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Come watch live sheep being hand sheared and see other steps being done that are used in making cloth at the Oliver Miller Homestead on Sunday, May 18. Children may pet young lambs and feel the just-sheared fleece.

 

In frontier times, clothing was a precious commodity and involved a multi-step hand process done mainly by the women of the household. The time from when raw products were obtained until a final garment was completed could be as much as one year. An important part of this process was making the cloth from wool or flax.

Throughout the site, our members will be explaining the many steps of turning the fleece into cloth. The fleece must be washed, cleaned, teased and carded before being spun into wool yard and woven into cloth on a loom. A woman will be dyeing the fleece outside in a large metal pot and drying it on racks. A display shows the various materials used for dyeing. Women will be demonstrating how yarn is spun using both spinning wheels and a drop spindle. The weaver will be at his loom continuing to make cloth for window curtains. As always, our Trading Post in the barn will be open.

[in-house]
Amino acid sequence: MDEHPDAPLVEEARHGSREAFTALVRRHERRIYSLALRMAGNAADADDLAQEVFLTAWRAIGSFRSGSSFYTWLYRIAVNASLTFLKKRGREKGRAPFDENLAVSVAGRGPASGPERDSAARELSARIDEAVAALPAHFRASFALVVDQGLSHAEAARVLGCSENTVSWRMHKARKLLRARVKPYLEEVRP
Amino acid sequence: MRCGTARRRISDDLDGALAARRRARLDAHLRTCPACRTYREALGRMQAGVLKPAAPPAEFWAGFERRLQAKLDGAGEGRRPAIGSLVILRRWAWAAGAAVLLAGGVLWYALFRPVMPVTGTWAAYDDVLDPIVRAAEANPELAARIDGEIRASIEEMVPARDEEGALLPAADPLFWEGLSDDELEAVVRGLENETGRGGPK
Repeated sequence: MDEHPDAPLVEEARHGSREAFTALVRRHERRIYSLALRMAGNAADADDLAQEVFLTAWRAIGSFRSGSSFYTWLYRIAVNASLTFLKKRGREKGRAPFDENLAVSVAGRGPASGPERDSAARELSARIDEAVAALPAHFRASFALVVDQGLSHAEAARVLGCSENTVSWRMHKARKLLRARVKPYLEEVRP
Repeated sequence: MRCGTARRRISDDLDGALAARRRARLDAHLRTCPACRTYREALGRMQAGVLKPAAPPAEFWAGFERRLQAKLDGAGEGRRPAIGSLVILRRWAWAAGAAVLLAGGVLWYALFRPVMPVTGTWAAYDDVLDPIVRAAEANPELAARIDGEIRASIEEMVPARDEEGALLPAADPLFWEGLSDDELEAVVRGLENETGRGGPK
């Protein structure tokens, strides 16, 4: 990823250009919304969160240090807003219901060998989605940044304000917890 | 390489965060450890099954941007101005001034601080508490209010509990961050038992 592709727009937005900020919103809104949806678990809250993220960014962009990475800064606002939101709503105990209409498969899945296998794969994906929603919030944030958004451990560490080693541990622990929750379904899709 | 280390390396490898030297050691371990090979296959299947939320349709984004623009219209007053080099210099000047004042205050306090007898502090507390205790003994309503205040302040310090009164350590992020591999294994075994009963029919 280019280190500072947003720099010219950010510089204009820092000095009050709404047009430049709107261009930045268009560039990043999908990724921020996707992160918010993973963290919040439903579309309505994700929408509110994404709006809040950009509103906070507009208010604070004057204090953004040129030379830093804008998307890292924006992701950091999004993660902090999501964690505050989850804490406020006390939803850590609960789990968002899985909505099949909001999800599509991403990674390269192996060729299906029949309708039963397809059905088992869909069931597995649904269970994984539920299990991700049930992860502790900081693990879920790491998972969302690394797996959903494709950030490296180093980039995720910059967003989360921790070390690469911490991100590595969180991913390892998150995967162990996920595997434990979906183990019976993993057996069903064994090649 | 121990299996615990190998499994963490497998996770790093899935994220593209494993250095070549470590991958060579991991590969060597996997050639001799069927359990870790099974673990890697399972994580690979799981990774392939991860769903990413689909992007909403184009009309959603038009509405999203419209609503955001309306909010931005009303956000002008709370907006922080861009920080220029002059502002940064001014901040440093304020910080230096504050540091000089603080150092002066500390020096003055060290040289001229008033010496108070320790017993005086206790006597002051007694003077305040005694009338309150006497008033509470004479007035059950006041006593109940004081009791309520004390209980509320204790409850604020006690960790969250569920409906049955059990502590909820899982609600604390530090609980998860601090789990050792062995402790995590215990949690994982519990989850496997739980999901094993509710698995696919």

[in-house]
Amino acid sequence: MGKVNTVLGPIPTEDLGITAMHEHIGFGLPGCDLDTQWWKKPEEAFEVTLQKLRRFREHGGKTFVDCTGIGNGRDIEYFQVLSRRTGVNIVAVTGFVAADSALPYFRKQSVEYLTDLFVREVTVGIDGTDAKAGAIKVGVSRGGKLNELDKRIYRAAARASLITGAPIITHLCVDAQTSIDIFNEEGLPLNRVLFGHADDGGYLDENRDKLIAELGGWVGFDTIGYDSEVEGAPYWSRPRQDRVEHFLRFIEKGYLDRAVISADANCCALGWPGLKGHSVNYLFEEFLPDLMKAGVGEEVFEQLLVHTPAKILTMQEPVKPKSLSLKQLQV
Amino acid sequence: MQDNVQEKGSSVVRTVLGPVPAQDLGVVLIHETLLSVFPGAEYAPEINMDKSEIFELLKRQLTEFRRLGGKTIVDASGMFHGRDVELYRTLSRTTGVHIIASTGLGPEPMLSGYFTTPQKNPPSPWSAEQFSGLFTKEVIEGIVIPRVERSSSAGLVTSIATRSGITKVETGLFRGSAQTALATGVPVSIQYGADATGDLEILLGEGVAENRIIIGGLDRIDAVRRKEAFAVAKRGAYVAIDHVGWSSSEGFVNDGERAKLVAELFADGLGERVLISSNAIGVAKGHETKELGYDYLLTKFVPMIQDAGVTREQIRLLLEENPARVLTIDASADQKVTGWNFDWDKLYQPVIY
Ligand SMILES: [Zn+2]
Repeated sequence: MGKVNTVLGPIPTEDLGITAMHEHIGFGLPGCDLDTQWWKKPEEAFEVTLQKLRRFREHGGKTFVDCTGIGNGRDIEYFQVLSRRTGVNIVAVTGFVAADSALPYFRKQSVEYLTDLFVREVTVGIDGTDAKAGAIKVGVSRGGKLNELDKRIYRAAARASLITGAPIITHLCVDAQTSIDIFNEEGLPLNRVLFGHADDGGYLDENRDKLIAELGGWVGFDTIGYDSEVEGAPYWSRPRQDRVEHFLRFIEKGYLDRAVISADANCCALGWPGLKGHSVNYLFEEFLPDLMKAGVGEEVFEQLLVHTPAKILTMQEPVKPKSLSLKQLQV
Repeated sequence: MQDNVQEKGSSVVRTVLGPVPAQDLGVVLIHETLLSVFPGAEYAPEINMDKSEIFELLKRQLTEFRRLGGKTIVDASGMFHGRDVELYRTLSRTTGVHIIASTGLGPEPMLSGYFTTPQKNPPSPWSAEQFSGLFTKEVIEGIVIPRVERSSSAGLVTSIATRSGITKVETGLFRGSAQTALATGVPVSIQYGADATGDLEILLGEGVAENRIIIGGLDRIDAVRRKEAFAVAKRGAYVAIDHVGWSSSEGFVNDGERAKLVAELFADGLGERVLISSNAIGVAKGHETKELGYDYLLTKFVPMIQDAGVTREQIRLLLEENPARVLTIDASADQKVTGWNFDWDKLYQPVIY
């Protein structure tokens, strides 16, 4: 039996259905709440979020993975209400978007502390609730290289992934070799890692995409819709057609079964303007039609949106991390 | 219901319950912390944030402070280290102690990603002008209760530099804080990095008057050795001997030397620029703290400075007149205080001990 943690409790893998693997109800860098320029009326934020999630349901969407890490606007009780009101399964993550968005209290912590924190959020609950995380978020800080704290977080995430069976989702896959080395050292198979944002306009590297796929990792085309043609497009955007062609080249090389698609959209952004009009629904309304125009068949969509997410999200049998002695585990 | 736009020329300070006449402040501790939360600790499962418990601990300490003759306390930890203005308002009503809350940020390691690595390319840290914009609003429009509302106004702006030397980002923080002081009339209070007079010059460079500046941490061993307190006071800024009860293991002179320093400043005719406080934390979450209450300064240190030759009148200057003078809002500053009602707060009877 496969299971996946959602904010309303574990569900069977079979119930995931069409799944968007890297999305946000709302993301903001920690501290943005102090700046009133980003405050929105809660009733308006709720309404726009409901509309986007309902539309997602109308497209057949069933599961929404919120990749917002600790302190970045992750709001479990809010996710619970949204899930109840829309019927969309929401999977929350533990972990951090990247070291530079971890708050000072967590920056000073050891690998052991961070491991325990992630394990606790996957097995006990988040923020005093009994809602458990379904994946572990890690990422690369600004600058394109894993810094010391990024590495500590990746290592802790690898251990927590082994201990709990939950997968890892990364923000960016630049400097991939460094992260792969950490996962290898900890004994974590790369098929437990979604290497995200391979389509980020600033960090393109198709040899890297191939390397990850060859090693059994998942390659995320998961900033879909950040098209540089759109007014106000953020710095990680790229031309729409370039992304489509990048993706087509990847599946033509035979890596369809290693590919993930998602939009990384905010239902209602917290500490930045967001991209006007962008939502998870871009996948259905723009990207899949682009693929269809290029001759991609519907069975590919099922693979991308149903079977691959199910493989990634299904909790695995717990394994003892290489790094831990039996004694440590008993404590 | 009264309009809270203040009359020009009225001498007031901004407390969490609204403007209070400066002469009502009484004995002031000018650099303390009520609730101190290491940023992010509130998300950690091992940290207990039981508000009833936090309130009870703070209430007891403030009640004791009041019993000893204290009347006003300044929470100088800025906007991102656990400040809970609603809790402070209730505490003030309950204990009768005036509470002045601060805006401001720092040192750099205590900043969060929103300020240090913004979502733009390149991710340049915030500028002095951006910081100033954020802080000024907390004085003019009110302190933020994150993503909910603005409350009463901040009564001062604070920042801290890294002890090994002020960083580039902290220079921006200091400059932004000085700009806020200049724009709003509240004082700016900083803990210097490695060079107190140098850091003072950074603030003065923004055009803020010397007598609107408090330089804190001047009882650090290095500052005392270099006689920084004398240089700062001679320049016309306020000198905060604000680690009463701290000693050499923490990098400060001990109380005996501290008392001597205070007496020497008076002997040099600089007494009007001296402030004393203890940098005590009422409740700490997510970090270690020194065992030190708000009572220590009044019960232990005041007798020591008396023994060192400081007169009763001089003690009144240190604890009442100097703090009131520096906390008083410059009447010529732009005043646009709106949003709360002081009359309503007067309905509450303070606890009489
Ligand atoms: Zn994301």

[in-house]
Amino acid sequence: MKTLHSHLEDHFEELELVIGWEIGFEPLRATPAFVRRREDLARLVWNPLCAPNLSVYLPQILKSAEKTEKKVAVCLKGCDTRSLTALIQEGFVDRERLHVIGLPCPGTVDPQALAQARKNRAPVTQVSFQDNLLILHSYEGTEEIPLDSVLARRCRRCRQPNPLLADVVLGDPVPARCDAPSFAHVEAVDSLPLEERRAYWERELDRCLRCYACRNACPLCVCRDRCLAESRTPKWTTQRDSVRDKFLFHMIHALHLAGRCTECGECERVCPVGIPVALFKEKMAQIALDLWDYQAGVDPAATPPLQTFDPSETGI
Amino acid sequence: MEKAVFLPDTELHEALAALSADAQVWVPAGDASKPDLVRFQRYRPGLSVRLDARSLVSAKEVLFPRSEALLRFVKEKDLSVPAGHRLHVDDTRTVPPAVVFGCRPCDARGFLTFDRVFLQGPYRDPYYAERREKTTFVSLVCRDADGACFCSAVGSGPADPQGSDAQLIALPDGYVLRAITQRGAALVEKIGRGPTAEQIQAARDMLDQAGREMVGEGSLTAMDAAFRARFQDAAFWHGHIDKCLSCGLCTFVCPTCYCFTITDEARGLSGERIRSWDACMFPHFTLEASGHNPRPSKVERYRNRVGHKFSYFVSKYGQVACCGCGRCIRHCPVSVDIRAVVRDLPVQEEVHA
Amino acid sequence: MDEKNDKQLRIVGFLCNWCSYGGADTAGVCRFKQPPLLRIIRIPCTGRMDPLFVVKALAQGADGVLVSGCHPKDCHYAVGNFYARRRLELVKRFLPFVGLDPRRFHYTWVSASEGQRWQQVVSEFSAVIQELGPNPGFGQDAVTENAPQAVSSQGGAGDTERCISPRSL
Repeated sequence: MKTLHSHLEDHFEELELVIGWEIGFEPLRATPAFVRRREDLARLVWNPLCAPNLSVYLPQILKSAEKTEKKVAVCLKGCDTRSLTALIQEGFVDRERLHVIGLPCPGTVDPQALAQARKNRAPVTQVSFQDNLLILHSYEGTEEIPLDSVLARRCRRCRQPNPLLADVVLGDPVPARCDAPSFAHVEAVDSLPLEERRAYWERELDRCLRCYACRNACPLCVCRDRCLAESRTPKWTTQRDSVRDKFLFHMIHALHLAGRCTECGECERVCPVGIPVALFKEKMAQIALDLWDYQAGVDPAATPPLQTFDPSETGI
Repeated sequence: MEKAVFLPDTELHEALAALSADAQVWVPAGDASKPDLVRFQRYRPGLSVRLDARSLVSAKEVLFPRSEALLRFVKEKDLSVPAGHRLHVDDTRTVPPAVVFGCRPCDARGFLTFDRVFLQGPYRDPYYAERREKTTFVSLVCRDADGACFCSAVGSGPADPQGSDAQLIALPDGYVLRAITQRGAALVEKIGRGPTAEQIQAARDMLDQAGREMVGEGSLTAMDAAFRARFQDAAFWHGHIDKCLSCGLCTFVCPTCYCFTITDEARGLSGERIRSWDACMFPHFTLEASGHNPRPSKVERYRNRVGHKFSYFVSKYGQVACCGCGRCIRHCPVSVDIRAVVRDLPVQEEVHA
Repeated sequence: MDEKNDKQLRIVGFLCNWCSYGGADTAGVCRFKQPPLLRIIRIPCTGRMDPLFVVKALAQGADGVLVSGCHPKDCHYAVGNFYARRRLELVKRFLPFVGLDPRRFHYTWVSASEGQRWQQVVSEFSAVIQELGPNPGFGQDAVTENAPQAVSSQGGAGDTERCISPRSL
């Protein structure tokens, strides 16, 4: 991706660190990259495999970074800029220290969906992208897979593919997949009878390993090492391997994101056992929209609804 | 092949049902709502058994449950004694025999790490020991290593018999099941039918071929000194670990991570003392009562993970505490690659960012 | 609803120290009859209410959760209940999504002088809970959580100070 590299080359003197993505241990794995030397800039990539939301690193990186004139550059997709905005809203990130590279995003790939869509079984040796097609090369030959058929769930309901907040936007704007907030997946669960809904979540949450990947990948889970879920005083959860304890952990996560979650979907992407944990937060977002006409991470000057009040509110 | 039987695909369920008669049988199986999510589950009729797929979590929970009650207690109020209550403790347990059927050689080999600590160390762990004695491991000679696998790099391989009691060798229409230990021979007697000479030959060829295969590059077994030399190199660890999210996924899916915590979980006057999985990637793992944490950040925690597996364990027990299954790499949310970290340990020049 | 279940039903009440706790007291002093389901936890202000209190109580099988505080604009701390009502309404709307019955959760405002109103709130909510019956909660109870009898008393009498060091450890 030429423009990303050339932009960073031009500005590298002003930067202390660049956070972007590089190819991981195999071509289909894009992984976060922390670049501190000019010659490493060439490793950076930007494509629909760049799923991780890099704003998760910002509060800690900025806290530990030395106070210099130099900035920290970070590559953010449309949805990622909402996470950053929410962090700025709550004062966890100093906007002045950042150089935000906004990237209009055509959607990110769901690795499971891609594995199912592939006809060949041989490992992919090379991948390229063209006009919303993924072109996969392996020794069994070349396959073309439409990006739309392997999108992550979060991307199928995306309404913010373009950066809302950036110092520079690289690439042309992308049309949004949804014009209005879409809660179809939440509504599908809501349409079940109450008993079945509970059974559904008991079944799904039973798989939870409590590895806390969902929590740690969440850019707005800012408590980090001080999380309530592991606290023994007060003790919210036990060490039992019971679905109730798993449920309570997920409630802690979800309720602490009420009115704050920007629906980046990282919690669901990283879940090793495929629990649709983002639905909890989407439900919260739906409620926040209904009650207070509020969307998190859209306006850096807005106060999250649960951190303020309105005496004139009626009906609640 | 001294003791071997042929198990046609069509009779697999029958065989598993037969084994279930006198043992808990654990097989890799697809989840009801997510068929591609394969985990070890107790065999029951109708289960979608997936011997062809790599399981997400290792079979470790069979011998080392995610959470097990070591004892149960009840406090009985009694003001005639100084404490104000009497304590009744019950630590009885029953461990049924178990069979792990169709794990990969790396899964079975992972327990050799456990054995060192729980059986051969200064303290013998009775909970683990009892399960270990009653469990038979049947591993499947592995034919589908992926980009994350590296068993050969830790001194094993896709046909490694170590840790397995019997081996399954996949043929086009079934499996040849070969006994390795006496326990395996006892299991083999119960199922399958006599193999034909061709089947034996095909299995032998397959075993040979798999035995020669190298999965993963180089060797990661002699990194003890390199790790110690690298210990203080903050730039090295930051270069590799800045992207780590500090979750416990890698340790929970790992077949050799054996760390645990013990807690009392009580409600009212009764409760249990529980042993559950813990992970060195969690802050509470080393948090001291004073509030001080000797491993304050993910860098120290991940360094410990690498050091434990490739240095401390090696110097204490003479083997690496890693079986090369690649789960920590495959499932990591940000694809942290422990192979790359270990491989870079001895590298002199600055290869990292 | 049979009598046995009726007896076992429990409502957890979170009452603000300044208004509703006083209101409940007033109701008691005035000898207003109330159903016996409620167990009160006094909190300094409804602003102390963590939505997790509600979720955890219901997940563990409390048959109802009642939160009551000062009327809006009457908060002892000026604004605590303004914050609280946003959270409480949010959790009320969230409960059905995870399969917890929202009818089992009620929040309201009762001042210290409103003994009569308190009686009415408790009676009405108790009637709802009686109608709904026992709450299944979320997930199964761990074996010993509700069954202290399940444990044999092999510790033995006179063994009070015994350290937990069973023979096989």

The Oliver Miller Homestead is located on Stone Manse Drive, just off the circle on Corrigan Drive in South Park. It is open each Sunday from May 4th through December 7th from 1:30 until 4:30 p.m., with the last admission at 4 p.m. Admission on special event days is $2 while on non-event days an admission of $1 is requested.

For more information, visit the website at www.olivermiller.org or phone 412-835-1554.

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